How ironic. My crusade against television has come to an end so formulaic it could've spewed from the Powerbook of the laziest Hollywood hack. Sometimes you want something working now. Code that is understandable, maintainable, extensible and performant has its place but there are times you need a piece of functionality ASAP. Enter the quick hack.

    Below is a quick hack I did recently for a temporary dev tool. This isn't a post showing off a piece of code's elegancy or simplicity. Instead while it functioned perfectly and took no time to do, this code was so judged so unreadable and it performed so badly that I believe the hack deserves some kind recognition anyway.

    The Task

    Take a utility console application and turn it into a Windows Forms app that has a minimal UI.

    The Problem

    The console application writes a lot of debug data to the console. I want that information to be visible in the Winform app and so need to display the console output in a text area.

    The Quick Hack

    Sure you could abstract away writing to the console through a more generic logging interface and then replace every call to Console.Write, but that is far too smart and time consuming if you ask me [;)]

    Instead in the spirit of Quick Hack I chose to set my own TextWriter to Console.Out and have it write to the Winforms textbox.

    public class DelegateTextWriter : TextWriter
      private readonly Encoding _encoding;
      private readonly Action<char> _writeAction;
      public DelegateTextWriter(Encoding encoding, Action<char> writeAction)
        _encoding = encoding;
        _writeAction = writeAction;
      public override Encoding Encoding
        get { return _encoding; }
      public override void Write(char value)

    The TextWriter that will be set to Console.Out. Nothing too outrageous so far...

    Console.SetOut(new DelegateTextWriter(Console.OutputEncoding, c => {
        Invoke(new Action(() => ConsoleOutputTextBox.Text += c.ToString()));

    Haha! How deliciously unreadable.

    For the curious what is going on there is a lambda function is being created which takes a char. Because Console.Write is being called from a non UI thread we need to use Control.Invoke. The function creates another lambda function which adds the character to the end of the Winforms textbox. That lambda is called then passed to Invoke to be run.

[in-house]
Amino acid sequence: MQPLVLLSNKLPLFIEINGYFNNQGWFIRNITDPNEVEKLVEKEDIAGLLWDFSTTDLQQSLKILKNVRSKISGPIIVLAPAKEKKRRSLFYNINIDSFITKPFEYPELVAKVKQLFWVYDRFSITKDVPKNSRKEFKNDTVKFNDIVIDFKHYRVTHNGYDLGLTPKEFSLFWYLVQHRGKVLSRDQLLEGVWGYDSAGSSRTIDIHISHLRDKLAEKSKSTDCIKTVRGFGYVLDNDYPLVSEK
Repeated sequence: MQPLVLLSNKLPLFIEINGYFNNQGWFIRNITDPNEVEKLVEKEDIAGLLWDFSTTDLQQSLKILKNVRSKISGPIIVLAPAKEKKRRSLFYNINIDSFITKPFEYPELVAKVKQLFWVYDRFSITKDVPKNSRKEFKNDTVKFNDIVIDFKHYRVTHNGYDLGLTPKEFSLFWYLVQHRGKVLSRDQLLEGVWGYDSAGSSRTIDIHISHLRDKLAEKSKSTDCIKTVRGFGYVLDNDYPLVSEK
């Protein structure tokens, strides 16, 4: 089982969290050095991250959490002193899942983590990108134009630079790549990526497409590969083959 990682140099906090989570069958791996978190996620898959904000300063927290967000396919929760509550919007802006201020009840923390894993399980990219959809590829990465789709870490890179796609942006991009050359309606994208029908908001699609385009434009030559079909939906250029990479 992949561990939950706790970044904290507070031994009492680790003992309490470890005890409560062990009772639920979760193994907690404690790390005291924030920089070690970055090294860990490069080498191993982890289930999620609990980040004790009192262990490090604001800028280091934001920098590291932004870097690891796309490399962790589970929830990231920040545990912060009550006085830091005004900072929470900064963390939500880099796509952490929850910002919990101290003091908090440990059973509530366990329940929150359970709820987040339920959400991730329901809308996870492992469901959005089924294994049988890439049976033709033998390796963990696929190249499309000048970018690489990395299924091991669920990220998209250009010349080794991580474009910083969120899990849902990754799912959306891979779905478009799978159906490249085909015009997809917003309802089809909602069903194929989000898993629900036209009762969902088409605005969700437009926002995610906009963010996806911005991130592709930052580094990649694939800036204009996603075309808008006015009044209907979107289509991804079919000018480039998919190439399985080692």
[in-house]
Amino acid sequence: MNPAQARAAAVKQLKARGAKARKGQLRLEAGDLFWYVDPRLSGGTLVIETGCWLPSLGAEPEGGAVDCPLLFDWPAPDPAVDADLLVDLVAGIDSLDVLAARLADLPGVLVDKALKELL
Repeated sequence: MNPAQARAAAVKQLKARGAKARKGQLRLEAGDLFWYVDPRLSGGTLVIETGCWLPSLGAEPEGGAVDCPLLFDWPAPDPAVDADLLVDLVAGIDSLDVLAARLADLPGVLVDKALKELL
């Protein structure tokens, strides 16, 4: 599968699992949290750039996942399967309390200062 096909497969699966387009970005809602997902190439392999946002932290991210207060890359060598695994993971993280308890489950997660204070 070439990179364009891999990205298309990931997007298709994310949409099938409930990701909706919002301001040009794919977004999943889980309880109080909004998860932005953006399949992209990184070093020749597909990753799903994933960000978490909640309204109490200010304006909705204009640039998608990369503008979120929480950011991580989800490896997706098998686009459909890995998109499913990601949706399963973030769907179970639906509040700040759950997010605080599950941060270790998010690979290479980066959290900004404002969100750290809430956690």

The icing on the cake is not only is it hard to understand at a glance but its also incredibly slow. For every single character being written to the console the app will:

    • Call two delegates
    • Call Control.Invoke
    • Turn the character being written into a string
    • Create a new string of the entire contents of the textbox so far plus the new character

    No wonder it maxed out a CPU core and output got written to the textbox like a type writer.

    After showing off how awesomely bad this hack was I did spend a couple of minutes making it usable. Splitting the code up and adding comments made it somewhat understandable and to fix performance all that was needed was an override for TextWriter.Write(char[]) and replacing the string concatenation with TextBox.AppendText.


    If you have any quick hacks of your own that you are proud of (both elegant and horrible) I would love to hear them.

  • Json.NET 2.0 Released

    Public transportation is for jerks and lesbians. The final version of Json.NET 2.0 is now available for download. The notable new feature(?) of this release is Json.NET now includes documentation. I know, I am just as shocked as you are!

    Json.NET - Quick Starts & API Documentation

    Overall I am really proud of how Json.NET 2.0 has turned out. From a usability perspective the new LINQ to JSON API makes manually constructing and reading JSON considerably easier compared to the old JsonReader/JsonWriter approach. The JsonSerializer has also seen big user improvements. New settings and attributes allow a developer to have far greater control over the serialization/deserialization process.